We’re refreshing our brand. More updates coming…
Home » Arne Duncan (Page 2)

Pay no attention to the man behind the curtain

wizardofozI have many colleagues who insist that deep down, US Secretary of Education Arne Duncan is a real education reformer, and is a reflection of an administration that is reform-minded on critical education issues.  Because he hired this or that person, because he talks about charter schools, and because he told the press he thought that children currently in the DC scholarship program should be allowed to finish even if it is discontinued.  There are some who believe he’s “one of us.”

The Denver Post today, like Toto in The Wizard of Oz, pulls back the curtain on the image of Duncan as reformer to reveal some hard truths behind the talking points.  Like many of us, they wanted to know why a Congressionally mandated report on the DC voucher program – providing evidence of success – was released on a Friday, after Congress recessed, and as millions of Americans were leaving for their spring breaks.  Duncan denied knowing about the findings, though senior department officials have had a chance to review them since November.  Even if they deliberately kept it from the Secretary, it still begs the question as to why, knowing the Congress was moving to kill it, did he not ask where the study results were?  As the Denver Post columnist argues, Duncan discards the program as being too small to care about.  He dances around his opposition by advocating that kids already in the program continue — without demanding legislation that would allow that to happen, by the way.  Thus my colleagues’ “hopes” that he’ll come around, that reason will prevail.  They are so blinded by their dreams for this Administration that they find it impossible to believe its people could oppose something so good.

But

Read More …

Comments(2)

Please read that last bit back to me…

court-reporterThe education chatterers are all a twitter this evening over Sec. Arne Duncan’s “support” for a “continuation” of the D.C. Opportunity Scholarship Program.

Wonk #1: Tee-hee. Is the Obama Administration really going to go up against Congress on D.C. OSP?

Wonk #2: Ooooh. Is Duncan all about the choice now?

Wonk #3: I’ve got 10 bucks on Obama/Duncan. They’ve given everything but the kitchen sink to Pelosi and her Congress. It’s payback time!

Hold on a second everyone. Take a deep breath. Let it out. Read the story again.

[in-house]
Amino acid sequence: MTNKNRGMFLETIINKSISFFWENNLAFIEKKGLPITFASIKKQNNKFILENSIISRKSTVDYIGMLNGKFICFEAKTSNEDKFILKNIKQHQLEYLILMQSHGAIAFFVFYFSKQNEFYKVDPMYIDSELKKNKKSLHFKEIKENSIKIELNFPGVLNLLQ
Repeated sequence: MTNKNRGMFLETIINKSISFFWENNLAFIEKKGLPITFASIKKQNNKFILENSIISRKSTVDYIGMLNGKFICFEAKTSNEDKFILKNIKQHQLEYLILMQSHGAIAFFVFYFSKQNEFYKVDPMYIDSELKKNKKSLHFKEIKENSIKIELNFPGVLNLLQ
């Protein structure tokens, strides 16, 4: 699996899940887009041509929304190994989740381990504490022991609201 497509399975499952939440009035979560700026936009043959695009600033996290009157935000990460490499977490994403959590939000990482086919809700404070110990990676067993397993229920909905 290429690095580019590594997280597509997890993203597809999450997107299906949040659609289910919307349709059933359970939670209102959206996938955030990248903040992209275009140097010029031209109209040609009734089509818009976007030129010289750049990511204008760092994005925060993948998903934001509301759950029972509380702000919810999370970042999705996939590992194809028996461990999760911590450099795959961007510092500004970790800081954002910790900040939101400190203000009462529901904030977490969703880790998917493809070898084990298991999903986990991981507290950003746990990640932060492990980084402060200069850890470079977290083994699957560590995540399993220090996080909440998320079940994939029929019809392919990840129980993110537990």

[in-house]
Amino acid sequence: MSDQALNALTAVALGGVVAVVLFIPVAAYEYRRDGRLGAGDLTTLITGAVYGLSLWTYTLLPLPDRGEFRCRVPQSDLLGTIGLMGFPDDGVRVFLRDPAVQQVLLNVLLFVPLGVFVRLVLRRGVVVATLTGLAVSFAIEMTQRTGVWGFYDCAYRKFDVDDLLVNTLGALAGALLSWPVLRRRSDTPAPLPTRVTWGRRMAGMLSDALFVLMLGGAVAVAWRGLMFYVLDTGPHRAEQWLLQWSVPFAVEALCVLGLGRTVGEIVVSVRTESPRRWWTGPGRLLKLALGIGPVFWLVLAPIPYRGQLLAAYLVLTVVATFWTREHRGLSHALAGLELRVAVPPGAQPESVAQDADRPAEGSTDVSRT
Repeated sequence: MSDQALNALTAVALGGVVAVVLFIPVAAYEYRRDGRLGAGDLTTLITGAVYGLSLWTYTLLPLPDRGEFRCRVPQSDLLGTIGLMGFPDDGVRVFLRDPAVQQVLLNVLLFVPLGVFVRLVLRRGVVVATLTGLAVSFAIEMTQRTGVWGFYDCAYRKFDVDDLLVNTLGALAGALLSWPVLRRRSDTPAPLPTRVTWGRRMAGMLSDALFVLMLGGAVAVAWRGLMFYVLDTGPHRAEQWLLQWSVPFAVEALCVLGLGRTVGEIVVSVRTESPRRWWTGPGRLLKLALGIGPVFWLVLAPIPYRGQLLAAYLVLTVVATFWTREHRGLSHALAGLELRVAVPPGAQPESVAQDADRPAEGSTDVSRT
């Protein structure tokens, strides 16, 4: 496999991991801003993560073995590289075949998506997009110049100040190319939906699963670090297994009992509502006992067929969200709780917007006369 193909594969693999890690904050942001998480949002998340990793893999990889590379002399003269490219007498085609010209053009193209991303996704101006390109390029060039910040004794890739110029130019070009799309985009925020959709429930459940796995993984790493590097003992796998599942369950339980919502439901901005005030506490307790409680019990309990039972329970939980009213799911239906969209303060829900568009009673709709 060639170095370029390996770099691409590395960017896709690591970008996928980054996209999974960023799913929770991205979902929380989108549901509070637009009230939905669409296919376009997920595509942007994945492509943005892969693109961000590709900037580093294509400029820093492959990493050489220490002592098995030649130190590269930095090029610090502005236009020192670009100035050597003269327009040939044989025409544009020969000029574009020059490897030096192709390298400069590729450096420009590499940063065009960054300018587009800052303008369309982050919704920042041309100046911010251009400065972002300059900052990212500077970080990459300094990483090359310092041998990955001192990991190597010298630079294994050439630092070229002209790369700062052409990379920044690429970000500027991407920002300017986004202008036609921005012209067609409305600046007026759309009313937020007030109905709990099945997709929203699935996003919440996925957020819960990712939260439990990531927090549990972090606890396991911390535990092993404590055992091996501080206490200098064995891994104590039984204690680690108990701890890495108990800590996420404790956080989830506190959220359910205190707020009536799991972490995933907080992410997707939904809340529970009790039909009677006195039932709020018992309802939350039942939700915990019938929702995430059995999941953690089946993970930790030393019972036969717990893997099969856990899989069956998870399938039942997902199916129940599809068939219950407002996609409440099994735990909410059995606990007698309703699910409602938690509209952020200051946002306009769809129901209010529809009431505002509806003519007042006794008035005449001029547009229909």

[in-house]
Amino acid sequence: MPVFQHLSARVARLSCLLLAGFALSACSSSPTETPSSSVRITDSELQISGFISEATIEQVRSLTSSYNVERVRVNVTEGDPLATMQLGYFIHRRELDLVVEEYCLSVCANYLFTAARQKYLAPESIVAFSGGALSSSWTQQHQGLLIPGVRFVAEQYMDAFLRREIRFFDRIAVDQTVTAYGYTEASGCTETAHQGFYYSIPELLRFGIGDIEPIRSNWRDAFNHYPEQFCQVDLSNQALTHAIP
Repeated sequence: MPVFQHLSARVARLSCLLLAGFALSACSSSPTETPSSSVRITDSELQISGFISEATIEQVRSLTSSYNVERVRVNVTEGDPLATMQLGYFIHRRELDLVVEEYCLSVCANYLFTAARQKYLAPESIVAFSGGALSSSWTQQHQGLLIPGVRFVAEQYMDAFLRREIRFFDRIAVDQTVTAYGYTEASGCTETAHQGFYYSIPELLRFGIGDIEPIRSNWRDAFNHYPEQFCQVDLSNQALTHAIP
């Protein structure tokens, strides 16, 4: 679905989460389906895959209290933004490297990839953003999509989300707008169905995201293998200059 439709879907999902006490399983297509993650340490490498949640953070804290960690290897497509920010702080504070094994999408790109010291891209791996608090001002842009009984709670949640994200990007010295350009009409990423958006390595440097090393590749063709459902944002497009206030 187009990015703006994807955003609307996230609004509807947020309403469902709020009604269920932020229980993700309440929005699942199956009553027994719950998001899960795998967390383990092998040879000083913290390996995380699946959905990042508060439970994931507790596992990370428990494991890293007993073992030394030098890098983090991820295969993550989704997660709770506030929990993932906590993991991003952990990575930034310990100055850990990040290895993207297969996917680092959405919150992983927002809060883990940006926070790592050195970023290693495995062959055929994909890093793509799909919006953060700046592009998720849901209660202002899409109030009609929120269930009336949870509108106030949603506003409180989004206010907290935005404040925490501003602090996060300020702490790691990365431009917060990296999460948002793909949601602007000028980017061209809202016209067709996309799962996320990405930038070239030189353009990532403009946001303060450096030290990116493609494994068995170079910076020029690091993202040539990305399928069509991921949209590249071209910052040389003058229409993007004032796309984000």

Nowhere in Libby Quaid’s piece is a there call for continuation of the scholarship program. Let’s take a look:

Duncan opposes vouchers, he said in an interview with The Associated Press. But he said Washington is a special case, and kids already in private schools on the public dime should be allowed to continue.

“I don’t think it makes sense to take kids out of a school where they’re happy and safe and satisfied and learning,” Duncan told said. “I think those kids need to stay in their school.”

Allowing existing kids to remain in the program is not a continuation of it, merely a longer phase out – a kinder, gentler demise, if you will. In this scenario, when the youngest current OSP scholar has graduated, there will be no more.

There is no silver lining in the words of Sec. Duncan. Unfortunately, even voucher supporters in Congress have been duped:

When asked about Duncan’s remarks, Sen. Lamar Alexander, R-Tenn., said the education secretary was “exactly right.”

“Senators should listen to him by voting this week to continue funding vouchers for DC schoolchildren,” Alexander said.

Too bad that’s not what Duncan said. It would have been nice if he had…

(Maria Glod and Bill Turque

Read More …

Comments(1)

How to help Arne Duncan spend his new $5 billion innovation fund

showusthemoney1District superintendents around the country – who will be the first port of call for the education stimulus funds – seem to want more than what is already a pretty substantial influx of money.

They have their eyes set on the Education Secretary’s discretionary fund (his “Race to the Top Fund”), money that is supposed to be about innovation.

A D.C.-area superintendent is quoted in the Washington Post today as saying he might ask for money to boost AP placement among Latino kids. That of course, is a good idea, but one that doesn’t need money – it needs great educators pushing kids to succeed.

We’ll be watching for what qualifies as innovation, but for now, we’d humbly suggest a quick read of at least five big ideas that could transform education – ones that might be worthy of some of Duncan’s prize funds…

Mandate for Changea bold agenda for the incoming government

Comments(1)

Letter to Arne Duncan, Next Secretary of Education

duncanYou’ve been called a “great guy” by democrats who think you will help them grow school reform.  You’ve “made a lot of progress,” say university types.  You’re the “compromise candidate,” because the unions have endorsed you.

Now comes the hard part.

Frankly, you’re one of the few national education leaders I do not know, which gives me some rare objectivity in the matter. That, and the fact that my organization has no horse in the race, no member group to protect, no current ties to you at all.

So, let me offer some fresh advice about what you can expect – and what might take you by surprise.

1) Everyone will want to claim you as his own.  Allowing them to do so will compromise your efforts.

(more…)

Comments(2)

Edspresso Lounge

Edspresso Archive

Education Blogs